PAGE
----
Three men jailed for fraud of Norfolk businessman Graham Dacre

(Left to right) Arthur Ford-Batey, Alan Hunt and Ian Yorkshire who were sentenced for their part in conning Norfolk businessman Graham Dacre out of £12m
Image caption Arthur Ford-Batey, Alan Hunt and Ian Yorkshire were sentenced earlier at Norwich Crown Court

Three men involved in an elaborate confidence trick in which a Christian philanthropist from Norfolk lost £12m have been jailed.

They convinced businessman Graham Dacre he would get profits from a high-yield investment fund, Norwich Crown Court heard during the three-month trial.

Alan Hunt, 65, of Poole, Dorset, was given nine years and Arthur Ford-Batey, 62, of Carlisle, six years.

Ian Yorkshire, 62, of Clarendon Villas, Brighton, was sentenced to 11 years.

A German church also lost 7m euro (£5.6m) in a linked fraud. None of the money has been recovered.

Mr Dacre was persuaded to handover £11.9m, hoping to use the profits to fund charitable schemes.

Air of respectability

But once he had transferred the funds to an offshore account, the money disappeared, prosecutor Mark Fenhalls told the trial.

The men constructed an air of "respectability and Christian charity" to win their victims over, he said.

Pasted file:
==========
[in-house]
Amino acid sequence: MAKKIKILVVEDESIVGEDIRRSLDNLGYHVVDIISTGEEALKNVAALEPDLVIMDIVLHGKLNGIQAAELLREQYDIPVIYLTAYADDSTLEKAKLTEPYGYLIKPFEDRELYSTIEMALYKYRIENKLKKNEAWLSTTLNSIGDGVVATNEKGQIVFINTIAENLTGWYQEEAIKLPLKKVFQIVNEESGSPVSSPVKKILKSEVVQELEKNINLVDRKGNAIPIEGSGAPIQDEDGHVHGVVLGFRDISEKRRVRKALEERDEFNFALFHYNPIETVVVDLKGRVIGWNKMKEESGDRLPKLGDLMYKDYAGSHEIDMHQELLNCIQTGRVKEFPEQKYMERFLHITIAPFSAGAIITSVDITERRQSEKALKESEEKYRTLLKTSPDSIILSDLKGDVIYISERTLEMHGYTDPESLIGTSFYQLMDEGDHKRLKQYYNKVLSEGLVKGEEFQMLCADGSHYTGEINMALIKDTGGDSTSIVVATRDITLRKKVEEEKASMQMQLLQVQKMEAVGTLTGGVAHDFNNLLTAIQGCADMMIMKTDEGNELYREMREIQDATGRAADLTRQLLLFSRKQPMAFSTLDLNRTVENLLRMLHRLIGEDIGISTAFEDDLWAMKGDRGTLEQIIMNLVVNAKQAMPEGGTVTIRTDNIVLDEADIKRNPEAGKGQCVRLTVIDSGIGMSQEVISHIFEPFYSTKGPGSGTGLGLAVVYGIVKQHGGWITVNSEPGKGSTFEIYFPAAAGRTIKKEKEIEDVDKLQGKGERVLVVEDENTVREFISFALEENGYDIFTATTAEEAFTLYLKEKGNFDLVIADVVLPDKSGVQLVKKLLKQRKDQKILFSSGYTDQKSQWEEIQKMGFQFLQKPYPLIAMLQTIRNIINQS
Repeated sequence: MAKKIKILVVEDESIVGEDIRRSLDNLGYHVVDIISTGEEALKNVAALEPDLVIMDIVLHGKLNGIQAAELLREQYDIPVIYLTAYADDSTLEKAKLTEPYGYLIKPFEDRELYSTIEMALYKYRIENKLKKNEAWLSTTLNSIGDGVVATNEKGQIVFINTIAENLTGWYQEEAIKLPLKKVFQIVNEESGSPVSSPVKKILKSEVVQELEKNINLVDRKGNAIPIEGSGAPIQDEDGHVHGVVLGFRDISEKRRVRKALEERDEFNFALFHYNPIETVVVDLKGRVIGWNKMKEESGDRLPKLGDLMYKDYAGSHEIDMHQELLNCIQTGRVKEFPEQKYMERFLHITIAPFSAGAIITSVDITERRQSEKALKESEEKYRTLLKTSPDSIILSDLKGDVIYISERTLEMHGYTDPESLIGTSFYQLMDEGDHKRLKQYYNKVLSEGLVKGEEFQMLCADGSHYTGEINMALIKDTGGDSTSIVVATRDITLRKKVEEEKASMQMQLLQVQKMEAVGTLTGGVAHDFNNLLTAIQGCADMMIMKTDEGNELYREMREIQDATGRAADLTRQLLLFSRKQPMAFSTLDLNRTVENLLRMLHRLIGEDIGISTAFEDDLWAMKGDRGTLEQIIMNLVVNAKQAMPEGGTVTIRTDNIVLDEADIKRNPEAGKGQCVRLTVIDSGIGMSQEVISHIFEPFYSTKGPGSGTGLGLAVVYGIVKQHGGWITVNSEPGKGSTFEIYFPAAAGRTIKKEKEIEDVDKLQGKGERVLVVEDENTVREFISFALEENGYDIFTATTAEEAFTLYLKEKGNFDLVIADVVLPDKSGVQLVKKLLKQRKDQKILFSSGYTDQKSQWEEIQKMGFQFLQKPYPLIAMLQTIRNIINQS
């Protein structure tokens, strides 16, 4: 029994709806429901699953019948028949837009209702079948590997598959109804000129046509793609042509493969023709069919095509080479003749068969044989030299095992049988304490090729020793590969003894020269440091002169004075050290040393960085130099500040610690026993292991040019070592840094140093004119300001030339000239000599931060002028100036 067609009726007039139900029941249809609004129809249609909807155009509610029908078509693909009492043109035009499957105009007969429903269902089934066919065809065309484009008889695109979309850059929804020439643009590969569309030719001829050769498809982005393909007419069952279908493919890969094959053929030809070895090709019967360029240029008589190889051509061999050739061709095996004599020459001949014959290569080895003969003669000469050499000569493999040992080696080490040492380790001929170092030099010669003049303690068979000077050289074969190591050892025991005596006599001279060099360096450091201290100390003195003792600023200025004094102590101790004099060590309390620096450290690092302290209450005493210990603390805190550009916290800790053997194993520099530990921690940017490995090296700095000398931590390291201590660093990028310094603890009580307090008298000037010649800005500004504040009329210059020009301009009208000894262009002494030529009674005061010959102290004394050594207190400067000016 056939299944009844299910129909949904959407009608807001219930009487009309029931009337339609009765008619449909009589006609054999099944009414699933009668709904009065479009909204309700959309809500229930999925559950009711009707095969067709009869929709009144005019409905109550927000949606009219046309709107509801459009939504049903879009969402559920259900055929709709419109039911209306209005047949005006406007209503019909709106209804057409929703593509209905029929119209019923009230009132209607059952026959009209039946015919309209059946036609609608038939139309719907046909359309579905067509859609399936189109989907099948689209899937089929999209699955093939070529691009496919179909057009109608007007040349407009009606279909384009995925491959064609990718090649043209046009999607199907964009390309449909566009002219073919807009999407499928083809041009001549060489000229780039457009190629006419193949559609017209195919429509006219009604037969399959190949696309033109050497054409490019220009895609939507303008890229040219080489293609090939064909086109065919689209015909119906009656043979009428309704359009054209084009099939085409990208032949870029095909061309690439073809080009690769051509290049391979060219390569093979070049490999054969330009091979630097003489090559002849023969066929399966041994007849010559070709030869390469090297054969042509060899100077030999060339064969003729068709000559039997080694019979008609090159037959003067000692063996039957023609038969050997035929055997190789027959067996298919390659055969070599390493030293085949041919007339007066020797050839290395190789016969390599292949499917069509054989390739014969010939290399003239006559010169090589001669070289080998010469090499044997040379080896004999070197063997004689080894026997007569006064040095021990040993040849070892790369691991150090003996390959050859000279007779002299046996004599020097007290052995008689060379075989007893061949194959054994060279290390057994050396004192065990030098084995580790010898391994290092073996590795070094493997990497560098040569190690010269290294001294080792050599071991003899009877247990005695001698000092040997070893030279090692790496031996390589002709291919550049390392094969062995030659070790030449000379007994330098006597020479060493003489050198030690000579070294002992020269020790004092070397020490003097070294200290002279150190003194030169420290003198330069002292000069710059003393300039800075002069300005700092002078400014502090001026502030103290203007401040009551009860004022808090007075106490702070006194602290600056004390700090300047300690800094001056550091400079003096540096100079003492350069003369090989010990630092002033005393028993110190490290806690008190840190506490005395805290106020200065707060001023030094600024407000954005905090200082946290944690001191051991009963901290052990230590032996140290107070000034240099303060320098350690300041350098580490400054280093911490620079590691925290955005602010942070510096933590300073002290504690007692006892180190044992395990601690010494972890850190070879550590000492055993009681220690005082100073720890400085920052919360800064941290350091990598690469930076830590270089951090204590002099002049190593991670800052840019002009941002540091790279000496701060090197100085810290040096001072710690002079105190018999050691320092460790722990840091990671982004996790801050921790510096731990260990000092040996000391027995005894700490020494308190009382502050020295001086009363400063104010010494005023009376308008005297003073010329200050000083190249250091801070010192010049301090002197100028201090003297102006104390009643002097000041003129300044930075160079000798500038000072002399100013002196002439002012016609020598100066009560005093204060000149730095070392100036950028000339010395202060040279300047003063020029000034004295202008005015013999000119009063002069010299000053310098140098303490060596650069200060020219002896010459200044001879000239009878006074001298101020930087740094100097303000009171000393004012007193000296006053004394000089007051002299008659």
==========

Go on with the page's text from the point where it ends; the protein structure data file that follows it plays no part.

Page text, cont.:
Hunt, of The Avenue, was found guilty of conspiracy to defraud Mr Dacre and the New Apostolic Church in Dortmund.

He was cleared of one charge of money laundering.

John Dodd, mitigating on his behalf, said Hunt was the "public face" of the scheme but not a "criminal mastermind".

Image caption Graham Dacre is known for his various business projects in Norwich

Ford-Batey, 62, of Miles McInnes Court, was found guilty of conspiracy to defraud Mr Dacre. He was cleared of defrauding the Dortmund church and laundering money.

His barrister, Adrian Keeling, said he was only aware of the fraud at a late stage and played no part in "constructing" it.

Yorkshire, 62, of Clarendon Villas, was found guilty of conspiracy to launder criminal property relating to the two frauds. He was cleared of one count of fraud.

Harry Bentley, mitigating, said Yorkshire had terminal cancer and "was simply allowing the money to flow through his account."

'Relieved and grateful'

David "Fraser" Robert, 62, of Montpelier Road, Brighton, and Kevin Brennan, 55, of Kirkburn, Driffield, East Yorkshire, were cleared of fraud and money-laundering charges.

Brennan's brother, Martin, 40, of Bracken Road, Stockton-on-Tees, was found not guilty of laundering Mr Dacre's money.

The men told the court they believed they were involved in a legitimate enterprise and were not aware of any wrongdoing by the scheme's financial controller who was not involved in this trial.

Outside court, Mr Dacre said: "My wife and I are relieved this long-running case is now finally over. We are grateful to Norfolk Police, the Crown Prosecution Service and all those who have supported us over many months.

"Of course, I would like to get some of the money back but only time will tell."

Frank Schuldt, from the Dortmund church, said members of the congregation donated money for projects to help elderly people and for foreign aid.

He said: "They have been very upset by this."

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